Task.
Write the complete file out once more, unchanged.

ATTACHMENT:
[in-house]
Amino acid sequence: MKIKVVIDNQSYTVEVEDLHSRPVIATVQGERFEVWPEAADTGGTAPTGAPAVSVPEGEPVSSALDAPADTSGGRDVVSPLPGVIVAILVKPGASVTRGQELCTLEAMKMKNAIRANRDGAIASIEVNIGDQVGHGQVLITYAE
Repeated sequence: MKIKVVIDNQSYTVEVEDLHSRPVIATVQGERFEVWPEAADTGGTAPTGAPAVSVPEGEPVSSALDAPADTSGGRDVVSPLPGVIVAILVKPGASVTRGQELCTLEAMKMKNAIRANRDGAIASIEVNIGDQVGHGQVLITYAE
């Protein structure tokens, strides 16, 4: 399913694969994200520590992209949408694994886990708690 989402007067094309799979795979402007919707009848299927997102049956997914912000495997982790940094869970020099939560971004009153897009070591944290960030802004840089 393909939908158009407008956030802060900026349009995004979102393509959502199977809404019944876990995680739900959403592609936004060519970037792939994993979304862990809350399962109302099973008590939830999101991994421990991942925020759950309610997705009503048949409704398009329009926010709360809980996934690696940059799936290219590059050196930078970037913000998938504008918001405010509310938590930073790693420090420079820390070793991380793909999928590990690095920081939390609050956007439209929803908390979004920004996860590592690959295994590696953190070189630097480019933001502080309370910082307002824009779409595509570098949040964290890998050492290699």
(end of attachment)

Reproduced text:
[in-house]
Amino acid sequence: MKIKVVIDNQSYTVEVEDLHSRPVIATVQGERFEVWPEAADTGGTAPTGAPAVSVPEGEPVSSALDAPADTSGGRDVVSPLPGVIVAILVKPGASVTRGQELCTLEAMKMKNAIRANRDGAIASIEVNIGDQVGHGQVLITYAE
Repeated sequence: MKIKVVIDNQSYTVEVEDLHSRPVIATVQGERFEVWPEAADTGGTAPTGAPAVSVPEGEPVSSALDAPADTSGGRDVVSPLPGVIVAILVKPGASVTRGQELCTLEAMKMKNAIRANRDGAIASIEVNIGDQVGHGQVLITYAE
């Protein structure tokens, strides 16, 4: 399913694969994200520590992209949408694994886990708690 989402007067094309799979795979402007919707009848299927997102049956997914912000495997982790940094869970020099939560971004009153897009070591944290960030802004840089 393909939908158009407008956030802060900026349009995004979102393509959502199977809404019944876990995680739900959403592609936004060519970037792939994993979304862990809350399962109302099973008590939830999101991994421990991942925020759950309610997705009503048949409704398009329009926010709360809980996934690696940059799936290219590059050196930078970037913000998938504008918001405010509310938590930073790693420090420079820390070793991380793909999928590990690095920081939390609050956007439209929803908390979004920004996860590592690959295994590696953190070189630097480019933001502080309370910082307002824009779409595509570098949040964290890998050492290699």